Monthly Archives: April 2014

10 Proven Health Benefits of Low-Carb and Ketogenic Diets

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Many studies show that low-carb and ketogenic diets can lead to dramatic weight loss and improve most major risk factors for heart disease and diabetes.

Asher Laub‘s insight:

Research ahows that high cholesterol is surprisingly not a result of fats but rather carbohydrates thay activate a cholesterol enzyme.  We’ve been on high fat diets for a few million years and on high carbs for a few thousand.  Our genes haven’t adapted away from fats.  High protein untake is not ketogenic high fat is.

See on authoritynutrition.com

Low Carb Dieting Myths

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The myths about low carb dieting are traded freely among those who just don’t know any better. I’ve tried to shine some light on these falsehoods here.

Asher Laub‘s insight:

Ketogenesis (or low carb) explained pretty clearly in layman’s terms. Important to remind people that ketogenic diets are high in vegetables/fruits and fats, not protein and carbs. Protein and carb intake are usually moderate depending on a person’s total caloric intake. The quality of fats and proteins (grass fed/organic) is critical to a successful ketogenic diet. The benefits are quite extraordinary if carbs are not working for yoy. It’s sort of like a 2nd chance.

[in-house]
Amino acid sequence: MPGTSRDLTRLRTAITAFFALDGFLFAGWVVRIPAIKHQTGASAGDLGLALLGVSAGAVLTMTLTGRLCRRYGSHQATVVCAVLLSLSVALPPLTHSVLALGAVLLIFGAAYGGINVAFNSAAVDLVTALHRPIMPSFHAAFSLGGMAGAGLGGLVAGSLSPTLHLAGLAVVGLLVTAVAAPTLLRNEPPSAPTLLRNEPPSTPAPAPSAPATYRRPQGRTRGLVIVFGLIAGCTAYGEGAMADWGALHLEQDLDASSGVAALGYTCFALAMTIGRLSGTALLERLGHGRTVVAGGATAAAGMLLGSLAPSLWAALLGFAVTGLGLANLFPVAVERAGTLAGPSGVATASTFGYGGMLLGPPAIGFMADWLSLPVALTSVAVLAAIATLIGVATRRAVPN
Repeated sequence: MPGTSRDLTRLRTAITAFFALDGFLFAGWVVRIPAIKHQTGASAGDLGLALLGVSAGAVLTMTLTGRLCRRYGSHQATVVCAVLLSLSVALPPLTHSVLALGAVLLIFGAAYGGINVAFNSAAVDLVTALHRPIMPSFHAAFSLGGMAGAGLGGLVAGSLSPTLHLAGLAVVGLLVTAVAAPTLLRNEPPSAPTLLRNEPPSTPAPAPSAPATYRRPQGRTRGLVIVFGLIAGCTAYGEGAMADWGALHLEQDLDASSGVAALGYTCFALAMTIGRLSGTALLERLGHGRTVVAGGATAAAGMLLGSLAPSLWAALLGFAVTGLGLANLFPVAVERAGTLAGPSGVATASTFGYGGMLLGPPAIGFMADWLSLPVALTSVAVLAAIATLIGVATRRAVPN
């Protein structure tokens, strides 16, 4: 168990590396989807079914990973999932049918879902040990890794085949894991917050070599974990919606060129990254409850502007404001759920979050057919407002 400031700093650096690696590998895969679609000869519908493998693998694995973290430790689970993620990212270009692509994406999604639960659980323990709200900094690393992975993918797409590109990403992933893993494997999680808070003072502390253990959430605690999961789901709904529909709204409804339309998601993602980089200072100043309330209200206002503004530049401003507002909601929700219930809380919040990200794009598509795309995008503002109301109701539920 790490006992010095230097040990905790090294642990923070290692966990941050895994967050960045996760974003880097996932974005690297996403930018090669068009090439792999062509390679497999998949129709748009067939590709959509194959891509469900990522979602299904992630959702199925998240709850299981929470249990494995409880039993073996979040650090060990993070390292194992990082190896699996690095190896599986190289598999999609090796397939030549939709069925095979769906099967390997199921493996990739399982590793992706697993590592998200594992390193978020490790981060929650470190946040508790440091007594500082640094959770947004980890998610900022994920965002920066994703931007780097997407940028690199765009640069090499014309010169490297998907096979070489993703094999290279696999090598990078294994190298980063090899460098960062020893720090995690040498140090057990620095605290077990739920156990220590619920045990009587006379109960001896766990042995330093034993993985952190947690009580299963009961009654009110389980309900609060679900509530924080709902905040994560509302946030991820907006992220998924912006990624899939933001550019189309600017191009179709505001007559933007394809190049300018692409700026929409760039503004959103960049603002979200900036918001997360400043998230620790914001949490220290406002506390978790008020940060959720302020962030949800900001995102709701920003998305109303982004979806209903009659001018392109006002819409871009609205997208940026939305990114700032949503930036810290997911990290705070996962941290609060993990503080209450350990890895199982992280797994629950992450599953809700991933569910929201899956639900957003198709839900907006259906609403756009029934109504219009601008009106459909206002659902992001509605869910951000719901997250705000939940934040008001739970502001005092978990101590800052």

See on www.ketogenic-diet-resource.com

Gluconeogenesis

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Gluconeogenesis means “make new sugar”. Find out why it’s important during a low carb diet.

Asher Laub‘s insight:

Article synopsis on improving/eliminating metabolic syndrome by switching to a ketogenic diet (breaking down fats).  This also debunks the myth that complex carbohydrates are a "low metabolic stressor" for the body and thus a better option than fat for improved corticosteroid metabolism. Adrenal/thyroid function may, in fact, be much better off on the ketogenic "engine" as opposed to the carbohydrate engine.  Vegetables and fruits are mostly not considered "carbohydrate" foods as their glycemic load is incredibly low.

See on www.ketogenic-diet-resource.com

LCHF for Beginners

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Do you want to eat real food (as much as you like) and improve your health and weight? It may sound too good to be true, but LCHF (Low Carb, High Fat) is a method that has been used for 150 years. Now, modern science backs it up with proof that it works. There is no weighing your food, no counting, no bizarre “meal replacements,” no pills. There is just real food and common sense. And all the advice here is 100 percent free. Contents Introduction Dietary advice  (in 26 languages) Theory Tips and recipes Cookbooks and more Frequently asked questions Introduction A LCHF diet means you eat less carbohydrates and a higher proportion of fat. Most importantly you minimize your intake of sugar and starches. You can eat other delicious foods until you are satisfied – and still lose weight. A number of recent high-quality scientific studies shows that LCHF makes it easier both to lose weight and to control your blood sugar. And that’s just the beginning. The […]